There was a familiar thud of landing on a pole vault pit.  Looking up, I expected to see the bar falling down on me.  Instead it was wobbling on the pegs.  I was speechless realizing that I just set a new school record.  Immediately on my feet, I ran to hug my friends.  Only a few seconds later I burst into tears.  My coach had been trying to help me clear this height for almost a year; but I was a few days too late.  Four days earlier my coach had an unexpected heart attack and passed away.  I had attended his wake the night before the meet.  Training at his pole vault club for over a year, it was heartbreaking to realize I would not be able to tell my coach that I finally did it.  Mixed in with all the other emotions, I became reflective, realizing that I almost gave up the opportunity to finally achieve my goal.

            Traveling to the meet, there was already a huge knot in my stomach and tears forming in my eyes.  I wasn’t even close to being emotionally prepared.  I had it set in my head that I would not do well.  Warm up jumps were a complete train wreck and I decided to enter the competition at 6’, three feet below my personal best.  Vision blurred from the tears, my first few jumps were embarrassing.  I couldn’t stop thinking about Coach Al long enough to focus on a vault.  What were normally easy heights seemed impossible to clear.  Landing with the bar next to me multiple times only exacerbated my horrible attitude.

            I managed to clear my head long enough for some jumps, clearing the heights on my second or third attempt.  Since it was a small meet, it wasn’t long before I secured first place at 7’6”.  Drained of all emotional energy, I sat down and said that I was not going to try and vault any higher.  I had already earned all possible points for the school so it seemed like the logical decision.  I wouldn’t let my team down and also wouldn’t make a fool of myself continuing to vault.  At any other meet I would have eagerly grabbed the chance to go for a higher height.  I knew that I was physically ready to continue but my mind had a different plan.  I was convinced that it would be impossible to prove myself today.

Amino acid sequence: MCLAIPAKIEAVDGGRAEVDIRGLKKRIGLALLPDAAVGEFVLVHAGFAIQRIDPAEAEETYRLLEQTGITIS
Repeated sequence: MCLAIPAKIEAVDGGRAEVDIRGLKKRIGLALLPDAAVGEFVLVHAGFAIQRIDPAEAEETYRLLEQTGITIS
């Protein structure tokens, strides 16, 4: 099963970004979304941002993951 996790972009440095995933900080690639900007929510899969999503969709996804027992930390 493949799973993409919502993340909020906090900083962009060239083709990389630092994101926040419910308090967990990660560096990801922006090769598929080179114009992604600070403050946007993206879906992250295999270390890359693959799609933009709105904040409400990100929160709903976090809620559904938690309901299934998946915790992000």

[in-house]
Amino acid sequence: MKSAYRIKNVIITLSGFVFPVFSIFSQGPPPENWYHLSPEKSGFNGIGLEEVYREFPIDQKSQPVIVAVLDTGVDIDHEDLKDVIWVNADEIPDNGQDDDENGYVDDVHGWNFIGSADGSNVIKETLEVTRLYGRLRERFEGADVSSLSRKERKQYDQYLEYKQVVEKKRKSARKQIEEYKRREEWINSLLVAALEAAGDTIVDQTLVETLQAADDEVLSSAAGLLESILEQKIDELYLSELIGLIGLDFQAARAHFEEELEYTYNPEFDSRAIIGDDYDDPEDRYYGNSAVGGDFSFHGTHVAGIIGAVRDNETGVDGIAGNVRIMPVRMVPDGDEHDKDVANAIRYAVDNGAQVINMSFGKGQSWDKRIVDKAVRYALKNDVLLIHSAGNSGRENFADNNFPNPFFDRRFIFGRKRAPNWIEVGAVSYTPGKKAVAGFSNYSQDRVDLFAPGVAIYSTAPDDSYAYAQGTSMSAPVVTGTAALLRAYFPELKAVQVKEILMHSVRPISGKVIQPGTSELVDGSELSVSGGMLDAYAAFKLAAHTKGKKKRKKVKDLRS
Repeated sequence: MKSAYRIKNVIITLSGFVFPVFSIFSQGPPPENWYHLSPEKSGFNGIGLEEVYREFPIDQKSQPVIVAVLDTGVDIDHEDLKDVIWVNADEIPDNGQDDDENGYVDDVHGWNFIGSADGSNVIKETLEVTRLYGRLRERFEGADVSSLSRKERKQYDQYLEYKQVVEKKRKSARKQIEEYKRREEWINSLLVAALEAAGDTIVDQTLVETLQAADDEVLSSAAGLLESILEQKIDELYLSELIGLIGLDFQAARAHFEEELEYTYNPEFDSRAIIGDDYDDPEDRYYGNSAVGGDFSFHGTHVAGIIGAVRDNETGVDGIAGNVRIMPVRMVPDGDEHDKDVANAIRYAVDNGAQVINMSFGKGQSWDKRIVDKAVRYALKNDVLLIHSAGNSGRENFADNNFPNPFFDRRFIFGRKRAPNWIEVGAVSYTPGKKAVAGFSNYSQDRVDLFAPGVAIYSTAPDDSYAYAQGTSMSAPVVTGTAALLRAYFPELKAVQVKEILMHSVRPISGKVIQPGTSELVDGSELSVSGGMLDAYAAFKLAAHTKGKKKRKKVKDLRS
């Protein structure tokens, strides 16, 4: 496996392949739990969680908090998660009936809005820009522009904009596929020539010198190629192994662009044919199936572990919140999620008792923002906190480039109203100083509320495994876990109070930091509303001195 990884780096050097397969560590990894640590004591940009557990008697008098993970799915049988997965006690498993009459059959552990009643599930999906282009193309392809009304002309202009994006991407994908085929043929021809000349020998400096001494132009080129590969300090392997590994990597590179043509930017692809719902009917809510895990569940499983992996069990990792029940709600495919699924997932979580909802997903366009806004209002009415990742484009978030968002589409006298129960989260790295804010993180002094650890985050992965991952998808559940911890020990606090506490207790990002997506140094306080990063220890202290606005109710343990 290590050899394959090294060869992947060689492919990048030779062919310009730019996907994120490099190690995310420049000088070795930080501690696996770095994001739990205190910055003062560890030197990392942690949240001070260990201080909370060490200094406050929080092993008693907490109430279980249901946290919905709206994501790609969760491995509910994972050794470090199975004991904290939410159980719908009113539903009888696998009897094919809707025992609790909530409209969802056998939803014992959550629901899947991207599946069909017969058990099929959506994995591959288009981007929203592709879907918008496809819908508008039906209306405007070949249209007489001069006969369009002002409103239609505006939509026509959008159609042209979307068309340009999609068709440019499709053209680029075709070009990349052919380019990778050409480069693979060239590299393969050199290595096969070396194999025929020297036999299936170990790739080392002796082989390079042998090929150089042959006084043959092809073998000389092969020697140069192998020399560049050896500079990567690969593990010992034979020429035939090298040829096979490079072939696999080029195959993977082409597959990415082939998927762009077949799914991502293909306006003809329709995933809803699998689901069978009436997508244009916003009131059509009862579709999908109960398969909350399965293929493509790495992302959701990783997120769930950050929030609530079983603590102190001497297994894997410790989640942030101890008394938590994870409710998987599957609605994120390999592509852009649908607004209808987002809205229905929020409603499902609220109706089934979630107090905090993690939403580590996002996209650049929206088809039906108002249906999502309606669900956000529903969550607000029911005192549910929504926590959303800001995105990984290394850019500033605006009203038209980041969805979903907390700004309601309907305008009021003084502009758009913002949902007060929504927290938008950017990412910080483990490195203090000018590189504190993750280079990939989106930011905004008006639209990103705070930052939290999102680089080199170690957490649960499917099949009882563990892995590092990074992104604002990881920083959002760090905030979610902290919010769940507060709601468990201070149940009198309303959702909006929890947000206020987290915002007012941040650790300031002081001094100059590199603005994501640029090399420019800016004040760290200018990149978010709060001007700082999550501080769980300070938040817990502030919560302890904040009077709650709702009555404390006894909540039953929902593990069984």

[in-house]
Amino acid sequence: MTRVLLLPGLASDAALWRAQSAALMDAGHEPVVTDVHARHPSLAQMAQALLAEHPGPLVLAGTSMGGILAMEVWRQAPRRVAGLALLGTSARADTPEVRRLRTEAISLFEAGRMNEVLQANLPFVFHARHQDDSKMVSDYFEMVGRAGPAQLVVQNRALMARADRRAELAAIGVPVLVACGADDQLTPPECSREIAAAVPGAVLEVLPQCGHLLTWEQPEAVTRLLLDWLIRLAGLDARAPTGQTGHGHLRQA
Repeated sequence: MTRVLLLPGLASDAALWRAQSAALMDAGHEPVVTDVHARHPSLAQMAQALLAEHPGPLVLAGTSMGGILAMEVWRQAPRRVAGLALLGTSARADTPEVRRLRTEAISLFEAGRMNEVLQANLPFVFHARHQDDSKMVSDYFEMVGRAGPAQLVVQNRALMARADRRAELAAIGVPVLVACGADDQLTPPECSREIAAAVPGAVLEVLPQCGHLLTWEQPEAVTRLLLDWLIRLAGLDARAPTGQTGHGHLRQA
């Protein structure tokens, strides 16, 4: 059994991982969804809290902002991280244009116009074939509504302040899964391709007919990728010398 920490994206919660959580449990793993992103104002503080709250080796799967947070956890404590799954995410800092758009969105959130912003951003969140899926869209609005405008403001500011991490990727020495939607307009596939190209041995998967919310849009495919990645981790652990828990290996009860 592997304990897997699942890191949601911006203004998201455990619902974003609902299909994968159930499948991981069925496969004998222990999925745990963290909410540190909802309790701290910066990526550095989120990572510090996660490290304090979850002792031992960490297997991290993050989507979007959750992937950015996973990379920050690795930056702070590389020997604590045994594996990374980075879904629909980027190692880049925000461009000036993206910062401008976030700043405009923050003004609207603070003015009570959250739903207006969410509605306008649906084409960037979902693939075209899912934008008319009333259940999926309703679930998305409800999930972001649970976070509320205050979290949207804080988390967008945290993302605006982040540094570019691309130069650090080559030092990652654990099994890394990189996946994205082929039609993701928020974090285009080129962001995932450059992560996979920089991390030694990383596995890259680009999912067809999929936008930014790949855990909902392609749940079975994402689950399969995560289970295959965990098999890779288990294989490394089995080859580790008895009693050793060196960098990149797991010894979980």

Sitting down, I finally stopped fighting all my emotions.  My coach’s voice filled my thoughts, encouraging me to get back on the runway.  I started hearing all the advice Al had given me over the months.  Realizing I could turn things around, I told the official I would continue jumping.  I was ready to show everyone what my amazing coach had taught me.  On the runway my head was finally clear.  It became just me, the bar, and my coach’s voice.  Taking the first step of my run, I heard the comforting “Let’s go Tinker Bell!” in the back of my head.  Quickly gaining confidence each jump, I had no trouble progressing up to higher heights.

            Before I knew it, I was clearing a bar at 9’6”, setting a new school record and personal best.  My coach might not have been able to hear about it but that doesn’t mean he wasn’t there with me.  Whether it’s a track meet, difficult class, or goal I’m working towards, I know that a few mistakes in the beginning don’t determine the outcome.  Seeing the certificate in my room every morning, I’m reminded that I can turn even the most troublesome days into a triumph.